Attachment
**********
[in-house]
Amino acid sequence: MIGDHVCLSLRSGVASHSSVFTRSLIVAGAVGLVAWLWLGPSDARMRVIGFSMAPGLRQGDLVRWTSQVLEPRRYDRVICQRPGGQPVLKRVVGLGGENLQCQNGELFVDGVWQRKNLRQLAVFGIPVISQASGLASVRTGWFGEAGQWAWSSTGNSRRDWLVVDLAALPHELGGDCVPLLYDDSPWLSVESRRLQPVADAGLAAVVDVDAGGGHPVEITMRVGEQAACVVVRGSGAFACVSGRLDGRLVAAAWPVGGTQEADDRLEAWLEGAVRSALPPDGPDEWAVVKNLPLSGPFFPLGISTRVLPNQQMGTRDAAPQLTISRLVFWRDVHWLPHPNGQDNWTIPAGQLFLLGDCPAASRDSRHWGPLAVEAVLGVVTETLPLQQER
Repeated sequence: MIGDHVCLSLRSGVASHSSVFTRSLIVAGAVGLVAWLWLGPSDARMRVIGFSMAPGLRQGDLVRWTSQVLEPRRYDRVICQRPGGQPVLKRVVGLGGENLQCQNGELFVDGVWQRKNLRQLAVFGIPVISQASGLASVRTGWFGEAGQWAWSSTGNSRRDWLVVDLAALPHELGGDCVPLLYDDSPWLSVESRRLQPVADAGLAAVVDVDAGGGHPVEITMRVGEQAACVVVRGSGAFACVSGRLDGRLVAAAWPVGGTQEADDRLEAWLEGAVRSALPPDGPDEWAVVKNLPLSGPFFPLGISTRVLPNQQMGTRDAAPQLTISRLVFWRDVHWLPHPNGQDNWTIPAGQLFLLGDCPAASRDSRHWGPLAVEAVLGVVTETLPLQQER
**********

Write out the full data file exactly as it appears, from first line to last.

[in-house]
Amino acid sequence: MIGDHVCLSLRSGVASHSSVFTRSLIVAGAVGLVAWLWLGPSDARMRVIGFSMAPGLRQGDLVRWTSQVLEPRRYDRVICQRPGGQPVLKRVVGLGGENLQCQNGELFVDGVWQRKNLRQLAVFGIPVISQASGLASVRTGWFGEAGQWAWSSTGNSRRDWLVVDLAALPHELGGDCVPLLYDDSPWLSVESRRLQPVADAGLAAVVDVDAGGGHPVEITMRVGEQAACVVVRGSGAFACVSGRLDGRLVAAAWPVGGTQEADDRLEAWLEGAVRSALPPDGPDEWAVVKNLPLSGPFFPLGISTRVLPNQQMGTRDAAPQLTISRLVFWRDVHWLPHPNGQDNWTIPAGQLFLLGDCPAASRDSRHWGPLAVEAVLGVVTETLPLQQER
Repeated sequence: MIGDHVCLSLRSGVASHSSVFTRSLIVAGAVGLVAWLWLGPSDARMRVIGFSMAPGLRQGDLVRWTSQVLEPRRYDRVICQRPGGQPVLKRVVGLGGENLQCQNGELFVDGVWQRKNLRQLAVFGIPVISQASGLASVRTGWFGEAGQWAWSSTGNSRRDWLVVDLAALPHELGGDCVPLLYDDSPWLSVESRRLQPVADAGLAAVVDVDAGGGHPVEITMRVGEQAACVVVRGSGAFACVSGRLDGRLVAAAWPVGGTQEADDRLEAWLEGAVRSALPPDGPDEWAVVKNLPLSGPFFPLGISTRVLPNQQMGTRDAAPQLTISRLVFWRDVHWLPHPNGQDNWTIPAGQLFLLGDCPAASRDSRHWGPLAVEAVLGVVTETLPLQQER